The border events were part of a ramping up of the U.S. church’s efforts to persuade Congress to pass comprehensive immigration reform and, more immediately, to end deportation and detention policies that are dividing families.

Whether their efforts resonate where it counts — in the House of Representatives, where immigration legislation hasn’t moved since the Senate passed a reform bill last June — remains to be seen.

In an April 4 teleconference sponsored by immigration reform advocates, Kevin Appleby, director of migration and public affairs for the U.S. Conference of Catholic Bishops, said the border events underlined the urgency of dealing with the humanitarian costs of the immigration situation.

“We went to (the border) to raise the human issue, the moral issue,” said Appleby. “We always talk about the economic, social and legal issues, but in the end, this is about 11 million human beings living in the shadows.

“Immigration laws should protect human rights, not undermine them,” he added. “The U.S. bishops believe our current laws undermine them” by keeping families apart through detention and deportation.

Rep. Luis Gutierrez, D-Ill., the most vocal congressional advocate for comprehensive reform, said in the teleconference that he’s optimistic that legislation can pass in the House before Congress recesses for the summer. If it doesn’t, he said, Obama has the legal authority to ease the threat of deportation for millions of people by executive order, using prosecutorial discretion.

Meeting with the Congressional Hispanic Caucus and with immigration reform advocates in March, Obama said he was instructing Homeland Security Secretary Jeh Johnson to review options for just such steps. Nearly two years ago, Obama exerted prosecutorial discretion in creating Deferred Action for Childhood Arrivals, known as DACA, a path for young adults who came to the country as children to register with the government and be shielded temporarily from deportation.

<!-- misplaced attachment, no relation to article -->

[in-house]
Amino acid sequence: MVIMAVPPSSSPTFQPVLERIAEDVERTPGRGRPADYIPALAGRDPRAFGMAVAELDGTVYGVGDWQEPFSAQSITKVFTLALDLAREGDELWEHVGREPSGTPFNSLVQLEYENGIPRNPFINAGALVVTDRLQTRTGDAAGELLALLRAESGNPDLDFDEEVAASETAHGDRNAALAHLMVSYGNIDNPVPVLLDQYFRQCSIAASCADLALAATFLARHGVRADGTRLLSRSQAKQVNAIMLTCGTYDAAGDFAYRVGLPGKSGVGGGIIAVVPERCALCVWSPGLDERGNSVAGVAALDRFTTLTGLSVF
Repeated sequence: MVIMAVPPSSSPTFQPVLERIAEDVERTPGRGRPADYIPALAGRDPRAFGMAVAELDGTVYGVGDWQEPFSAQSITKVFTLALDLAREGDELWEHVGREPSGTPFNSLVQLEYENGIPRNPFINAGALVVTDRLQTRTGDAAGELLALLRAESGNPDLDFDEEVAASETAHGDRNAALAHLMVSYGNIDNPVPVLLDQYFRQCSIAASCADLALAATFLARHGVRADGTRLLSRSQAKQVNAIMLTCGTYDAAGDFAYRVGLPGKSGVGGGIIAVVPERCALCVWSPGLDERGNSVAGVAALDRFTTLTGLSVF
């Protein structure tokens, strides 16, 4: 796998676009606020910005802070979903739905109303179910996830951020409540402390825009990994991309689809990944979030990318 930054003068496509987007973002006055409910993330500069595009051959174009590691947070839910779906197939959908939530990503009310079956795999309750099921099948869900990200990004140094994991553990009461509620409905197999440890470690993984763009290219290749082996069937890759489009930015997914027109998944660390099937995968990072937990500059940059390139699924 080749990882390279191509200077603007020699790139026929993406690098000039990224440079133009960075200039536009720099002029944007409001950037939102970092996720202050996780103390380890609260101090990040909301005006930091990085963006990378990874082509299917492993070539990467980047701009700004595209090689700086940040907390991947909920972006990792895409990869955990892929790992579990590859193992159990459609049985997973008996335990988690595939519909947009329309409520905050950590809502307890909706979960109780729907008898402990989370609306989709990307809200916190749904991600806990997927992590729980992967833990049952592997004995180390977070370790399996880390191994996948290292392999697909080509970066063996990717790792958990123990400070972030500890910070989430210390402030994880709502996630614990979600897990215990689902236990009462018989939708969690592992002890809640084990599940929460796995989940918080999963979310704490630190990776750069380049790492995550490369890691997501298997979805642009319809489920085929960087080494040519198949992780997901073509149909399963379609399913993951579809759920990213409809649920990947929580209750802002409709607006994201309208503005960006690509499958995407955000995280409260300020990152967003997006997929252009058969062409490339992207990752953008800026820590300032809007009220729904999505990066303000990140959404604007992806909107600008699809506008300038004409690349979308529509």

The Hispanic Caucus will formally present to Johnson next week their suggestions for possible executive actions, Gutierrez said.

Gutierrez and others on the teleconference emphasized that their preference is to make permanent fixes, through legislation. But time is running out. The closer it is to this fall’s midterm elections, the less likely it is that immigration legislation will be allowed to come to a vote.

One effort to get the Senate bill to the House floor is being shepherded by Minority Leader Nancy Pelosi, D-Calif., in the form of a discharge petition. With the signatures of 218 House members, a discharge petition can bring a bill that has languished to the floor without coming through a committee.

In the meantime, Gutierrez said he’s rounding up Democratic support for a bill by Republican Rep. Jeff Denham of California that would provide permanent U.S. residency in exchange for military service to immigrants without legal status who came into the country as children. Known as the ENLIST Act, Denham is trying to include the legislation in National Defense Authorization Act as it is marked up in the Armed Services Committee.

The bill is a small piece, insufficient toward the larger goals of immigration reform, Gutierrez said. But it shows members of Congress like Denham that it is possible to work together with Democrats, he said, “and it serves as a basis for future work together.”